Researchers have uncovered the underlying genetics that make flies so good at flying.
Flies have evolved excellent flying skills thanks to a set of complicated interactions between numerous genes that influence wing shape, muscle function, and nervous system development, as well as the regulation of gene expression during development, according to their study.
“Fruit flies are colloquially named after their most recognizable ability: flight,” says lead author Adam Spierer, a postdoctoral researcher who earned his PhD from Brown University. “Yet until now, there wasn’t a systematic study working to uncover the genetics of flight in flies with modern genetic and computational tools.”
Spierer conducted the research while working in the lab of coauthor David M. Rand, a professor of ecology and evolutionary biology.
“One of the big questions in biology asks: How does genotype, or DNA, contribute to phenotype, or the traits we possess?” Spierer says. “Previously, it was thought that the summation of effects from many genes can add up to the end result. But other studies have done a good job of showing specific combinations of variants and genes can also have a large impact. Our work supports the role of both types of effects and interactions, and contributes to the broader debate within the field of quantitative genetics and complex traits.”
The familiar airborne insects of the genus Drosophila rely on flight for vital tasks, like courtship, finding food, and dispersing to new areas. Despite the importance of this ability, scientists have known little about the genetics underlying flight performance.
Pickpocket gene’s role in fly flight
In the new study in PLOS Genetics, researchers performed an analysis, called a genome-wide association study, to identify genes associated with flight. Using 197 genetically different fruit fly lines, they tested the flies’ ability to pull out of a sudden drop.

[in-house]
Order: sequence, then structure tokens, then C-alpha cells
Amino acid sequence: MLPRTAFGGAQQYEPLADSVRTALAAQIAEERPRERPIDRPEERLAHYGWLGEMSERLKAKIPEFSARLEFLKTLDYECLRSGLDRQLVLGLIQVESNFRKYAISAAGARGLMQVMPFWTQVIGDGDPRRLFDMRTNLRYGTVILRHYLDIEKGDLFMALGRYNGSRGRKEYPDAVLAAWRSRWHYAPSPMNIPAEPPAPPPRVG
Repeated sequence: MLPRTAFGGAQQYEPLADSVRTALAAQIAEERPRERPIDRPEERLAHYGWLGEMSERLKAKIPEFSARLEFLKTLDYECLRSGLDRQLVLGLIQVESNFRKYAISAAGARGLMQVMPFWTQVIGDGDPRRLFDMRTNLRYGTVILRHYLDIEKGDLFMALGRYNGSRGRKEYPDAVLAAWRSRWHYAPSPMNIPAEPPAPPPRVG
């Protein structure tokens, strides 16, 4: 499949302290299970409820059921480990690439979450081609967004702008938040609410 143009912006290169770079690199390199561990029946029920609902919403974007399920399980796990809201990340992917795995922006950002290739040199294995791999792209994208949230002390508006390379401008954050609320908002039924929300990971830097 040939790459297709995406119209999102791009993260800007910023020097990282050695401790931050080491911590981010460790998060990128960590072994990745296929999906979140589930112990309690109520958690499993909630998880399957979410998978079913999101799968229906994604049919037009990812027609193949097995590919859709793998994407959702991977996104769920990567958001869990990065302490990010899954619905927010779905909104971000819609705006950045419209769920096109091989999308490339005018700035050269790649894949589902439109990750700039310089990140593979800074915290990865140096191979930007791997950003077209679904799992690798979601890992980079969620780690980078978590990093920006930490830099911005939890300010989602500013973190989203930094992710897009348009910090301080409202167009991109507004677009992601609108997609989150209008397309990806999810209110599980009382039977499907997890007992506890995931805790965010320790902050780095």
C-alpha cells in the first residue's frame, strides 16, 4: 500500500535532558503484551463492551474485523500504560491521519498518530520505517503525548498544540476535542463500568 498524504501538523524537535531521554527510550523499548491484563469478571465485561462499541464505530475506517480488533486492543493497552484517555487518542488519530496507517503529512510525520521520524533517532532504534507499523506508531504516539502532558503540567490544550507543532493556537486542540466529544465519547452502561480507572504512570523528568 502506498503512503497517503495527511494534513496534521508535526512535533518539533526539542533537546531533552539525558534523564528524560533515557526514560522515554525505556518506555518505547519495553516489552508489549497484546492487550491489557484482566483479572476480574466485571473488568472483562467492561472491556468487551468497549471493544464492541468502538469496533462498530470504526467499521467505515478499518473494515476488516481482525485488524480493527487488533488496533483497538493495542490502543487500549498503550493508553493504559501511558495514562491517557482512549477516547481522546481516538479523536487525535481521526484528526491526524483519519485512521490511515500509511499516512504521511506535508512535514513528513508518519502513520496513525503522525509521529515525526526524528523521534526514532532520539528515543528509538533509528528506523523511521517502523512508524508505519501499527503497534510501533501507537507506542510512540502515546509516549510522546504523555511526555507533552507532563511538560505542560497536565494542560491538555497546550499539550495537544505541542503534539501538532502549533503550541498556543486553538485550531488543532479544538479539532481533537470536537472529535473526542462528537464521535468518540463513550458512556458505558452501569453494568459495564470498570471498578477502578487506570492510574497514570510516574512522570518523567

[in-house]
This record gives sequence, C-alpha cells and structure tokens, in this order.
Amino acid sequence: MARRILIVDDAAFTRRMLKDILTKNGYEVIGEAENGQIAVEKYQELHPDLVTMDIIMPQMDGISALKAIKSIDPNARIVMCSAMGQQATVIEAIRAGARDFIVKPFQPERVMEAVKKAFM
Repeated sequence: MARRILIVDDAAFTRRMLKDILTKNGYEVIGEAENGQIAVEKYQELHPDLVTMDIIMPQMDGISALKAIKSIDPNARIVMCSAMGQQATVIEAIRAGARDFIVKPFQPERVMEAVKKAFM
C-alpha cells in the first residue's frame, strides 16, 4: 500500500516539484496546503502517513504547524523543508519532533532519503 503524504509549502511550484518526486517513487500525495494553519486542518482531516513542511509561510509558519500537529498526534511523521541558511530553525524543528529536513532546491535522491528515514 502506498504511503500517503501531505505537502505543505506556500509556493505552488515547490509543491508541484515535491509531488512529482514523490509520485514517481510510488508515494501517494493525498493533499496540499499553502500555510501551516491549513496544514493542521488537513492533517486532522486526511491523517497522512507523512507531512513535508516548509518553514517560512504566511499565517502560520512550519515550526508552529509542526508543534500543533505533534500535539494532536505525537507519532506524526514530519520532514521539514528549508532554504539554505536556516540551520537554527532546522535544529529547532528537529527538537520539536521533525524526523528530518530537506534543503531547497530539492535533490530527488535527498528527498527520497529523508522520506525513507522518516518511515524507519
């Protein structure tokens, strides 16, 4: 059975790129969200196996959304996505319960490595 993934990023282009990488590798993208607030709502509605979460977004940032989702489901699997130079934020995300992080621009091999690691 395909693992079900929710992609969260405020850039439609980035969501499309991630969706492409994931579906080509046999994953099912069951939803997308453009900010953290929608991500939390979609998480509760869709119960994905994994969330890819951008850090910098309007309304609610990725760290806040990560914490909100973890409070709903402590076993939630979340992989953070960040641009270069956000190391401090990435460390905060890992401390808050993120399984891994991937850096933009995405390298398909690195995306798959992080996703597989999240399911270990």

Then, using multiple computational approaches (including the new PEGASUS_flies, a gene inference tool first used in human studies that this research team adapted for Drosophila), they related the flies’ performance to different genes and genetic variants, as well as to networks of gene-gene and protein-protein interactions.
The researchers discovered that many genes and genetic variants involved in flight performance mapped to regions of the fly genome that determine wing shape, muscle and nervous system function, and regulate whether other genes are turned on or off.
They also identified a gene called pickpocket 23 (ppk23) that serves as a central hub for regulating the interactions of these genes. Pickpocket family genes are involved in proprioception—self-awareness of body position and movement—and in detecting pheromones and other chemical signals.
“This study suggests the pickpocket gene plays a more central role in flight performance than previously expected,” Spierer says.
Genetic interactions underlying flight
The team’s snapshot of the genetic variants that affect fruit fly flight performance may have implications for studying flight in other insects, and provide novel insights into the feedback systems that regulate flight control.
The research demonstrates the benefit of using multiple approaches to unravel the complex genetic interactions underlying traits like flight, which involve a number of different genes.
“While the study focuses on flight performance, the approaches used here provide a model for how to use multiple genetic and computational approaches to understand complex traits,” Rand says.
Adds Spierer: “Flies are a great model organism because of their cellular crossover with other organisms, and because of the many great genetic and computational resources available. While we can’t necessarily make a 1:1 crossover between fruit flies and other insects, we can come close enough to provide hints and leads for researchers working on similar studies with other insects that aren’t as accessible.”
The National Institutes of Health, the Dana Farber Cancer Institute, an Alfred P. Sloan Research Fellowship, a Packard Fellowship for Science and Engineering, and a National Science Foundation CAREER Award funded the work.
Source: Brown University